Books have an ability to transport us outside of our lives. They can take us to other times, other countries, places we might never go — from Teddy Roosevelt’s time as the Police Commissioner of New York in the non-fiction work Island of Vice to the book-haunted Barcelona as crafted by Carlos Ruiz Zafón in his novel The Shadow of the Wind. Books are the easiest means of space travel, whether we join Neil deGrasse Tyson in Space Chronicles on a tour of the actual solar system or Frank Herbert to visit the imagined world of Dune.
But even books that transport us to worlds other than our own seem to be clearly from our world. That’s not the case with the legendary work that calls itself Codex Seraphinianus, with the byline of Italian artist and architect Luigi Serafini. The book itself is shrouded in mystery, and the content manages to capture the impossible on the printed page. It’s a book in a language that does not exist about a world that could not exist.
Codex Seraphinianus is indeed real, though most who have heard of it know it more from rumor and second-hand description than actual experience. The original publication in Italy was in 1981, in two volumes; copies now fetch in the neighborhood of $5,000 to $10,000. An American version was published by Random House in one volume in 1983; one of these may set you back some $2,000 to $3,000. Even subsequent paperback copies cost $500 to $700. There’s a good reason that this book is more fable than fact in the minds of those who have come across word of it.
But late last year, that changed, when the author, working with Rizzoli Publishing in New York and Milan, issued a new edition, in a gorgeous, beautifully produced hardcover, with new illustrations, new “text” and even a short “De-Codex” describing the creation of this iconoclastic masterpiece. At $125, it’s a bargain, this book not only about a world that does not exist, could not exist; yes, the Codex Seraphinianus is still clearly from a world beyond human imagination.
The book takes its cues from the most ancient encyclopedias; Pliny’s Nautralis Historia and De Rerum Natura by Lucretius. To accompany his surreal illustrations, Serafini created his own language, for a very specific writerly reason.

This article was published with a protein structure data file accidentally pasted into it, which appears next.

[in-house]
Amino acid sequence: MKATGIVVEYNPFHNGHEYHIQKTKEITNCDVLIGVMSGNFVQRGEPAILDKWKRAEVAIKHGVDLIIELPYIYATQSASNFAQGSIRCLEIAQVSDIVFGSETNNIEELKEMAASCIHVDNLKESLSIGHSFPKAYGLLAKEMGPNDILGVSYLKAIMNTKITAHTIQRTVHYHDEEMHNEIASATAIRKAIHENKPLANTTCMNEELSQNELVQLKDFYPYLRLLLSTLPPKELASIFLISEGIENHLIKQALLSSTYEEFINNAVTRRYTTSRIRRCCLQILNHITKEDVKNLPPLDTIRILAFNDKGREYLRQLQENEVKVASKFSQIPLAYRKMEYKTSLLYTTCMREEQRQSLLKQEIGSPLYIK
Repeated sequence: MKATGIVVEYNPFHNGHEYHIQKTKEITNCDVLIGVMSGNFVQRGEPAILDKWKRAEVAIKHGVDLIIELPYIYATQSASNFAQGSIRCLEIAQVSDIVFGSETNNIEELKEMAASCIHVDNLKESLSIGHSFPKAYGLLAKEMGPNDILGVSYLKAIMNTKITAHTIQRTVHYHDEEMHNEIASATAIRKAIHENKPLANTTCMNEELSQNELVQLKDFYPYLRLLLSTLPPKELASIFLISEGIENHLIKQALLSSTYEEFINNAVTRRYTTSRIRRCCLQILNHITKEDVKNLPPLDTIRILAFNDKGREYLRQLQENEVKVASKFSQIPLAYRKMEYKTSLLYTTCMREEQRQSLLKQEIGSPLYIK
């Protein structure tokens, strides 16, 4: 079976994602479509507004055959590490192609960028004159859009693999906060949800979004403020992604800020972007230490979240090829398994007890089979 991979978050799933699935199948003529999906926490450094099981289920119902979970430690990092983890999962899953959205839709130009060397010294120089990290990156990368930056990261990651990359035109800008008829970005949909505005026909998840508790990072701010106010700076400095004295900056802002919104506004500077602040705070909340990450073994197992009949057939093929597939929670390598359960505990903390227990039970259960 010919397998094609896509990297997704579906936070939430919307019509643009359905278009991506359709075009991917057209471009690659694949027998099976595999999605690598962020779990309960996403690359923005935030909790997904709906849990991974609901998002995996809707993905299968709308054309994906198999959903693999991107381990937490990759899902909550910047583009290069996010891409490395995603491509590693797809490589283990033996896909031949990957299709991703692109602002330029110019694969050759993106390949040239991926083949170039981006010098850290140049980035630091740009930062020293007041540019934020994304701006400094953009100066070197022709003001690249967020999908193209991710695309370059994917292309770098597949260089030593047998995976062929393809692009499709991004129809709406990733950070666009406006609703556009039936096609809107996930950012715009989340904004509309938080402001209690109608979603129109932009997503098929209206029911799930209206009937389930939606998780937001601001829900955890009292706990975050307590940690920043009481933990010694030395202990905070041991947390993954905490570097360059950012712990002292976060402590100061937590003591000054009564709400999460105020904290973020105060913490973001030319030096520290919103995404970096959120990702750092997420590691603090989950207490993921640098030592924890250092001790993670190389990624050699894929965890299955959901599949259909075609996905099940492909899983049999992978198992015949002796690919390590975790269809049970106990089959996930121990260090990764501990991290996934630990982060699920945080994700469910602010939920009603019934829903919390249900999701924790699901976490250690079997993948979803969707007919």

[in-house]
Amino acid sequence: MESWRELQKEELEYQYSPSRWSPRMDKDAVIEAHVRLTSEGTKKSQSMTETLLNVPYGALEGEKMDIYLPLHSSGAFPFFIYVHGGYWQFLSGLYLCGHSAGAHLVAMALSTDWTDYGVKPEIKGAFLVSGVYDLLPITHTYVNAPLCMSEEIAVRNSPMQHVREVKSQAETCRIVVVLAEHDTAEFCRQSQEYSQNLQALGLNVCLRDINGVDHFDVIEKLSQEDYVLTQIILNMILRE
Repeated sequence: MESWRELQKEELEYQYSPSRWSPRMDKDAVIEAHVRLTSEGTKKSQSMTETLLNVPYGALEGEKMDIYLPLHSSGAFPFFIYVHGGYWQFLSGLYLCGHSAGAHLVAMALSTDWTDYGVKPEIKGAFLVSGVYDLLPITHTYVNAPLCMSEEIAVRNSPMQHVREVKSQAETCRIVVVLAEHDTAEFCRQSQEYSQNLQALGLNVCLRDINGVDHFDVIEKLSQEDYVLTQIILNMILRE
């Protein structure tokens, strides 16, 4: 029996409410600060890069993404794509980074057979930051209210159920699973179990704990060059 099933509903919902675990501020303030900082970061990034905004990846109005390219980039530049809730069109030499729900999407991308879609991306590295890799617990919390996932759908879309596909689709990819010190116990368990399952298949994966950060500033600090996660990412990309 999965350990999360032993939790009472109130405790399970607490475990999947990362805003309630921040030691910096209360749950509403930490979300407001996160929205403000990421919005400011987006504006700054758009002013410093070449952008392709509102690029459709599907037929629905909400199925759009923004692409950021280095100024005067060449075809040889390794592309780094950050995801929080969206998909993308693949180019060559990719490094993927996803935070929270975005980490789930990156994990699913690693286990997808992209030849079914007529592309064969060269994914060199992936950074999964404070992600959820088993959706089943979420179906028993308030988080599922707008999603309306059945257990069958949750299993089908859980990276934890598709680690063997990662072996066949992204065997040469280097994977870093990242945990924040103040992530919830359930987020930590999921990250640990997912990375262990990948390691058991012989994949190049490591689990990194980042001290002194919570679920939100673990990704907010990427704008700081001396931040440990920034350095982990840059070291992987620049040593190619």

In his De-Codex, he tells us:
“The combining of a text and an image, we all know, generates a semblance of meaning, even if we understand neither the one nor the other. Do you remember how, when we were children, we’d leaf through picture books and, pretending we could read before the children older than us, fantasize about the images we saw there? Who knows, I thought to myself, unintelligible and alien writing could make us all free to experience once again those hazy childhood sensations.”
In the months and years that followed, Serafini fell into a trance of automatic writing, straight from the pages of the world of the Surrealist artists. He had to discover the nature of his own work. “One afternoon, Giorgio, a friend from college, came by with several ideas for an evening out. Lost in my thoughts, I told him I couldn’t join him because I was busy working on an encyclopedia. It was an illumination.”
The author tells us in his “De-Codex” that he created the Codex Seraphinianus with colored pencils and India ink, seated at a sawhorse, with a white cat on his shoulders. The outcome was a work of printed art, wrought in surreal anti-prose that explores the core concepts of the nature of communication and information even as it undermines reality.
The new edition of em>Codex Seraphinianus is large — 9 1/2″ by 13 1/2″, 396 pages, weighing more than 5 pounds — and while we’vee told that while nobody has cracked the language, the page numbering system has been deciphered. Rizzoli has printed the book on a heavy paper stock, and the images are nothing less than astonishing.
The intense strangeness of Codex Seraphinianus belies the joyous feel of the artistry. Even the oddest, most unnerving images are rendered with pastel beauty, and a softness that makes them almost endearing. The abundant text confers an authority to the illustrations.
Serafini’s surreal imagination embraces a logic that is just beyond our grasp, and the experience of reading this book is utterly unique. There is – there can be – nothing like it. In De-Codex, Serafini explains this quite handily: “I must confess that the true author of the Codex was the white cat, and not I, even though I have always passed myself off as being the author, whereas I was merely its manual executor.”